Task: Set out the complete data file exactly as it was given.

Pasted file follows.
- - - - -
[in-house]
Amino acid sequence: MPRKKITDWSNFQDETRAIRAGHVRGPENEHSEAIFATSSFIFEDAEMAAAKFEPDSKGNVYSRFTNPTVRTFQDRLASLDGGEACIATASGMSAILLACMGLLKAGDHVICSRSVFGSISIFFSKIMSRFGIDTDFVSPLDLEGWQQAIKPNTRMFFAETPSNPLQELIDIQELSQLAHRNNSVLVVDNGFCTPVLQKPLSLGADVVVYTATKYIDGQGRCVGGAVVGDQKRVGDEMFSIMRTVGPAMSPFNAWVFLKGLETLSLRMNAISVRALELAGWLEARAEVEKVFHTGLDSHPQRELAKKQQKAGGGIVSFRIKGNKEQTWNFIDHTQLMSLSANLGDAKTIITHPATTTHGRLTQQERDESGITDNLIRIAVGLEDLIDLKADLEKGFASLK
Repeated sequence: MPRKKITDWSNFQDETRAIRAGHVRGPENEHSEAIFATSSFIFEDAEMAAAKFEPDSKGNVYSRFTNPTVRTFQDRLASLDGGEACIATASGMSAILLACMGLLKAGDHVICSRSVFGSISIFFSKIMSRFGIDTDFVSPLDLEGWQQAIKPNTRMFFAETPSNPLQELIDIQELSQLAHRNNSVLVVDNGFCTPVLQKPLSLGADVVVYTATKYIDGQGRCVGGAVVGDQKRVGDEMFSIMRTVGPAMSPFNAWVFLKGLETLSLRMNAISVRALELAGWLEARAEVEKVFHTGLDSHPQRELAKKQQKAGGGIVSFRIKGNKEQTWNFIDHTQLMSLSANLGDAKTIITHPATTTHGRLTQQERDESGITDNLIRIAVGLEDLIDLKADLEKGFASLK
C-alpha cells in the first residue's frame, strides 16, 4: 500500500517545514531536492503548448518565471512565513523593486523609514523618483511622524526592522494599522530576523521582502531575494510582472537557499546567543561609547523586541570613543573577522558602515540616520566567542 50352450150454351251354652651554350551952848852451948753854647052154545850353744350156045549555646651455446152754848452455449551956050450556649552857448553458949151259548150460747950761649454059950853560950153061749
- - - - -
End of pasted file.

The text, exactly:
[in-house]
Amino acid sequence: MPRKKITDWSNFQDETRAIRAGHVRGPENEHSEAIFATSSFIFEDAEMAAAKFEPDSKGNVYSRFTNPTVRTFQDRLASLDGGEACIATASGMSAILLACMGLLKAGDHVICSRSVFGSISIFFSKIMSRFGIDTDFVSPLDLEGWQQAIKPNTRMFFAETPSNPLQELIDIQELSQLAHRNNSVLVVDNGFCTPVLQKPLSLGADVVVYTATKYIDGQGRCVGGAVVGDQKRVGDEMFSIMRTVGPAMSPFNAWVFLKGLETLSLRMNAISVRALELAGWLEARAEVEKVFHTGLDSHPQRELAKKQQKAGGGIVSFRIKGNKEQTWNFIDHTQLMSLSANLGDAKTIITHPATTTHGRLTQQERDESGITDNLIRIAVGLEDLIDLKADLEKGFASLK
Repeated sequence: MPRKKITDWSNFQDETRAIRAGHVRGPENEHSEAIFATSSFIFEDAEMAAAKFEPDSKGNVYSRFTNPTVRTFQDRLASLDGGEACIATASGMSAILLACMGLLKAGDHVICSRSVFGSISIFFSKIMSRFGIDTDFVSPLDLEGWQQAIKPNTRMFFAETPSNPLQELIDIQELSQLAHRNNSVLVVDNGFCTPVLQKPLSLGADVVVYTATKYIDGQGRCVGGAVVGDQKRVGDEMFSIMRTVGPAMSPFNAWVFLKGLETLSLRMNAISVRALELAGWLEARAEVEKVFHTGLDSHPQRELAKKQQKAGGGIVSFRIKGNKEQTWNFIDHTQLMSLSANLGDAKTIITHPATTTHGRLTQQERDESGITDNLIRIAVGLEDLIDLKADLEKGFASLK
C-alpha cells in the first residue's frame, strides 16, 4: 500500500517545514531536492503548448518565471512565513523593486523609514523618483511622524526592522494599522530576523521582502531575494510582472537557499546567543561609547523586541570613543573577522558602515540616520566567542 50352450150454351251354652651554350551952848852451948753854647052154545850353744350156045549555646651455446152754848452455449551956050450556649552857448553458949151259548150460747950761649454059950853560950153061749